Photo by Bigstock
What strikes me as amazing is the perseverance against the odds. Limited resources, “knowing” there won’t be a lot of money in the future, failing college, all these things are very soul-crushing. Yet he pushed through all of that AND put himself out there. The act of getting yourself recognized is an achievement in itself but with all these other things on his mind working against him, it just amazes me.
“Faith is persistent conviction to things hope for, unseen”
Faith is the perfect precision telescope:
Beyond a simple dream, super powerful mind picture, small film particle: Saying “What IF?” instead of “If I only Had”.
Stubbornness, exhausted-less passion, strong Hunger for pursuing one priceless vision. Faith is the only catapult to admission from vision to the real destiny dimension. Faith is and always will be above motivations and all powerless grammar words.
“Now faith is the assurance of things hoped for, the conviction of things not seen.” Heb.11
Yes, that’s amazing. Most people would just give up. Because of that, there are probably many undiscovered talents out there.
Great post, perseverance is the key that we can not just give up when difficult situation come. Loving what you do, not the money is the essense, and knowing our weakness and humble is everything.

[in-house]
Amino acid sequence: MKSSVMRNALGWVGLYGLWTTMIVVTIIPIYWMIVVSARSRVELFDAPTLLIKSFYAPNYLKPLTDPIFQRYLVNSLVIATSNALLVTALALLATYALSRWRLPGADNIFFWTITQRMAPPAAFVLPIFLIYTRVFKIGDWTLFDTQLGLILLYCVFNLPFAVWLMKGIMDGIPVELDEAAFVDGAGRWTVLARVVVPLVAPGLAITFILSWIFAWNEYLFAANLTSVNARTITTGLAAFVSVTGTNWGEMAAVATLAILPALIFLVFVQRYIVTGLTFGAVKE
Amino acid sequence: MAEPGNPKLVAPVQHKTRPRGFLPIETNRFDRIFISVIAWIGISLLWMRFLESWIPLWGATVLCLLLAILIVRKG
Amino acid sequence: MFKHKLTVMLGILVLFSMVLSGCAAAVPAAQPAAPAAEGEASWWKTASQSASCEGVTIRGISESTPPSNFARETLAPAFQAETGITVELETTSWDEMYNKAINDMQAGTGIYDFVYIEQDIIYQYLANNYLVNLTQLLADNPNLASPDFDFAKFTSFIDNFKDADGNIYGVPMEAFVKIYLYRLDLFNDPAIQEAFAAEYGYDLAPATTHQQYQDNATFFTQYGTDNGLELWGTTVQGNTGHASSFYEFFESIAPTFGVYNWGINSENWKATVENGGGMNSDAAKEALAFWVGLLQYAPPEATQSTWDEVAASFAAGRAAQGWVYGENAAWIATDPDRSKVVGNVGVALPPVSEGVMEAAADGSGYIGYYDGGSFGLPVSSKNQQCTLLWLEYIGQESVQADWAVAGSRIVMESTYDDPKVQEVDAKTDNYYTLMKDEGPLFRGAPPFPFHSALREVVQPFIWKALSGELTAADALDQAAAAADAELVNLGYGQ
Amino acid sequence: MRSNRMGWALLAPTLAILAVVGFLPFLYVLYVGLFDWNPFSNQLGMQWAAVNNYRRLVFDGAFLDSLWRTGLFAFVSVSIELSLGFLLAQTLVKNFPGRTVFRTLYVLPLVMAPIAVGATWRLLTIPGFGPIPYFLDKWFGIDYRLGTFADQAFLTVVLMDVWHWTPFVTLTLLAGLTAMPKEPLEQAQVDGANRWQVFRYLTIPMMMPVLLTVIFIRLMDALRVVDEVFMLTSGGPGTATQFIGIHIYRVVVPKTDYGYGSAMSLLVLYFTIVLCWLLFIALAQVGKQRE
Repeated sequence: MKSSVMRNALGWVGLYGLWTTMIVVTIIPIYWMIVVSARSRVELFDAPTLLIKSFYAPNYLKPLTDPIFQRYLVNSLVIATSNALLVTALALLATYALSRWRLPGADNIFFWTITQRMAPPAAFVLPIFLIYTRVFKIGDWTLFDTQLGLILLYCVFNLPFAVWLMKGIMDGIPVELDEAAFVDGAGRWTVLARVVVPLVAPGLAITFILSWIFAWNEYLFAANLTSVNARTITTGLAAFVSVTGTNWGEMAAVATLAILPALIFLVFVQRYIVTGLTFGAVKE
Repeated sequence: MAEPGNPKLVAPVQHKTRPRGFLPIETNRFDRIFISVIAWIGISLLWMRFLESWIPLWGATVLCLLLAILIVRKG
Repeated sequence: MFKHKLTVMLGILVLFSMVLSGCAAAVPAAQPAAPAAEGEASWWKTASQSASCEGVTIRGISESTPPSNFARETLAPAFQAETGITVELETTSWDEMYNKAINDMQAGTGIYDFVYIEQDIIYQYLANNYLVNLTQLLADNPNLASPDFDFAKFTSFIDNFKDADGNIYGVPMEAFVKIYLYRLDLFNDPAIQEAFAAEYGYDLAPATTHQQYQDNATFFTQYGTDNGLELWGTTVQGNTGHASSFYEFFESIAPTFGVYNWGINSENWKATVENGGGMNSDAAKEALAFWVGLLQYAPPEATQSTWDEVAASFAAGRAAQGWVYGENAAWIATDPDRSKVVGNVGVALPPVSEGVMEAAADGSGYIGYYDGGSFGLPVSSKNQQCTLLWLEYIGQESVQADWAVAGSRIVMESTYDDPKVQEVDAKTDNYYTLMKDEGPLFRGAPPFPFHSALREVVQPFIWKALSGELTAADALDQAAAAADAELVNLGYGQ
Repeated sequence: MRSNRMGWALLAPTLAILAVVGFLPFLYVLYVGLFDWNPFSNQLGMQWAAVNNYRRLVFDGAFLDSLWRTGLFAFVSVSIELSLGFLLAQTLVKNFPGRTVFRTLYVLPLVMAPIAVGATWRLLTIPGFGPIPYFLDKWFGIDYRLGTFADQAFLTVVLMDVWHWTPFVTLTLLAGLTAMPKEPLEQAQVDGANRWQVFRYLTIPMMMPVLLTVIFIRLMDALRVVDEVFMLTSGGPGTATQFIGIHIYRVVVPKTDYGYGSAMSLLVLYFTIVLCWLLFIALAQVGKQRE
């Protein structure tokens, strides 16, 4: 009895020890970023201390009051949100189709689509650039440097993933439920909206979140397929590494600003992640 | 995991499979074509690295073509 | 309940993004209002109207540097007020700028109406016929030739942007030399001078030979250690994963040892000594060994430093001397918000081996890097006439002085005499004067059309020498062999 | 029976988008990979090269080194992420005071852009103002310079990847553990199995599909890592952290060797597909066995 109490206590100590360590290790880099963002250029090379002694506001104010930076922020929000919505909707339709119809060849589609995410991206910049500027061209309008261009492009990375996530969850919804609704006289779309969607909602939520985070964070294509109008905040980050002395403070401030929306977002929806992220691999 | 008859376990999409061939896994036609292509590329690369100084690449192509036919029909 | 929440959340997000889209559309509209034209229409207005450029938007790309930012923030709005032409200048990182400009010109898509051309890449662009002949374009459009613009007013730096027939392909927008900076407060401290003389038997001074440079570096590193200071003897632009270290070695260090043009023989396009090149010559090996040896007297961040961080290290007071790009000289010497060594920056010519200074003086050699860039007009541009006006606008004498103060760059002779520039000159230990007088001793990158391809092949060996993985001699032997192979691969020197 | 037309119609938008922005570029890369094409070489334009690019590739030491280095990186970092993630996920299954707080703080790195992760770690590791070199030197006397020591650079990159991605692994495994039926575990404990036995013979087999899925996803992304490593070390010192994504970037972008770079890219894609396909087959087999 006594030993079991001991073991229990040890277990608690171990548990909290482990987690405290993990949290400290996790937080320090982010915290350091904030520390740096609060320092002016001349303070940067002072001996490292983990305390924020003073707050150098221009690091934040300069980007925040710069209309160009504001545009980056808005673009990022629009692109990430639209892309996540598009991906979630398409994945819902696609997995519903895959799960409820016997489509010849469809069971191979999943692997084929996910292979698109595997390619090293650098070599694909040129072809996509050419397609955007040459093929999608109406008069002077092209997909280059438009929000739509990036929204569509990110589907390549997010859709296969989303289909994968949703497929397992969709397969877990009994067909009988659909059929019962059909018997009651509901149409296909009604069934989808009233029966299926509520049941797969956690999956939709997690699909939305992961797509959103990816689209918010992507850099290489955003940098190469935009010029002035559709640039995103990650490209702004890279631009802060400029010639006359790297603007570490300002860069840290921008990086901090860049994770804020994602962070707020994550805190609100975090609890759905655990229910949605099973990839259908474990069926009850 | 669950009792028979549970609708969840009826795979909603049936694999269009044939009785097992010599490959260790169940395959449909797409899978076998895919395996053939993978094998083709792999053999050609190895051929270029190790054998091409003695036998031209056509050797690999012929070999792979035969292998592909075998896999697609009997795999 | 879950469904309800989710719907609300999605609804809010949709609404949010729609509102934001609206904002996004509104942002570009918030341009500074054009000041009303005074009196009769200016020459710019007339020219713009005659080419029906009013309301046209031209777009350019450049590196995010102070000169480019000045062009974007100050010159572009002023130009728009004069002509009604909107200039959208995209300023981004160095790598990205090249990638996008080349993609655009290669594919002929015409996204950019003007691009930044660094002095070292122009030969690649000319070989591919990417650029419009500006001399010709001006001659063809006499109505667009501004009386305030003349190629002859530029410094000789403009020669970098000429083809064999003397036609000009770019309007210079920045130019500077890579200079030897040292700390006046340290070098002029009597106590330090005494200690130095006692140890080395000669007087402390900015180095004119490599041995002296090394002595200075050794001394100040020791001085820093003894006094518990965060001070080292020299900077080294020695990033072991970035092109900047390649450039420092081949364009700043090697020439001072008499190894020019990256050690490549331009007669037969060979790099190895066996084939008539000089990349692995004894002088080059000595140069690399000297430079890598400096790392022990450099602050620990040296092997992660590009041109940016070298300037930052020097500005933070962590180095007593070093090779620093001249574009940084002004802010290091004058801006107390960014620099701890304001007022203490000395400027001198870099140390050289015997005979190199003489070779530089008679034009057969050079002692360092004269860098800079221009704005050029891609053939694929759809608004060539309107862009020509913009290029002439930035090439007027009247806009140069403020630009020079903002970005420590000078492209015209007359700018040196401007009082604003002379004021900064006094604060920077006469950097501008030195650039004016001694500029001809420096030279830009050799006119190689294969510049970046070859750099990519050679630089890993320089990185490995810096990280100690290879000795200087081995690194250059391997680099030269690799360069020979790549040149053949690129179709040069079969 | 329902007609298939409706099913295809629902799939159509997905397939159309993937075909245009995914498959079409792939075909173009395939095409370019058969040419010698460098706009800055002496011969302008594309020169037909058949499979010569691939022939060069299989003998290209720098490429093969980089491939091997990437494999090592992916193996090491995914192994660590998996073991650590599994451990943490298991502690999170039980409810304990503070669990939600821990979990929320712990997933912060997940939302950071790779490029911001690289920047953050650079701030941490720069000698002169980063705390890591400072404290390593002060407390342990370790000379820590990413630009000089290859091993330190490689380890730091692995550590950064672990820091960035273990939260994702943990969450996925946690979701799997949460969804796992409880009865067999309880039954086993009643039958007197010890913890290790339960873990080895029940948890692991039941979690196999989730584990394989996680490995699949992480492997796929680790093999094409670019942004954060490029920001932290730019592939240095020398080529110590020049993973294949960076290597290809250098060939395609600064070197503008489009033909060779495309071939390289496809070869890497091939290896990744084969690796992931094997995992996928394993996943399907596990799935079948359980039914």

Good points, John. You summarize the lessons well.
wonderful story to learn from rug to riches
Inspiring, isn’t it?
Great article. . I visited your blog first time today and I already spend more than hour here. . waiting for your next post. great work!
It is a great story. The problem I have is that despite considering many times I really don’t know what my strenth is.
I visited your page today only …
there are two points of yours that made me accept and agree with this essays are :
1)Do you know what your “calling” is?
— that calling will only fetch you what you look for .
2) Put yourself out there.
—– be on the path of success… be meeting the people on this path ..
Great work ..
It reminds me of the value of persistence from this great quote “Persistence” by Calvin Coolidge.:
“Nothing in this world can take the place of persistence. Talent will not, nothing is more common than people with talent.
Genius will not. Unrewarded genius is almost a proverb.
Education will not. The world is full of educated derelicts. Persistence and determination alone are omnipotent.
The slogan “press on” has solved and always will solve the problem of the human race.
Your blogs are so amazing. At times I feel like I’m academically weak, but then when I just try a little hard, my results flourish. I’m really weak in mathematics and I never get to pass in it. I just have a really hard time. Sometimes I feel sad as to how I waste my parents’ money.
But your blogs help me a lot. I realized that I am really lazy, but if I work a little hard, I can achieve a lot. 🙂
I didn’t read any books on him, but I did see the movie, “The Man Who Knew Infinity”, and the story was awe-inspiring and well done; one of my current favorites!!! Thank you for translating what you saw in his story, into what you learned, as I am currently struggling with how to make my “passion” into reality and a career! I feel so blessed that I know what I know and what I am meant to do and yet, taking those steps and not giving into the letdowns, pauses, and pitfalls is truly when we have to dig the deepest into ourselves and our faith to keep on keeping on!! Thank you for your contribution to making the world a better place, one stimulating post at a time!!
Thanks for the kind words, Jill! Glad you liked the post 🙂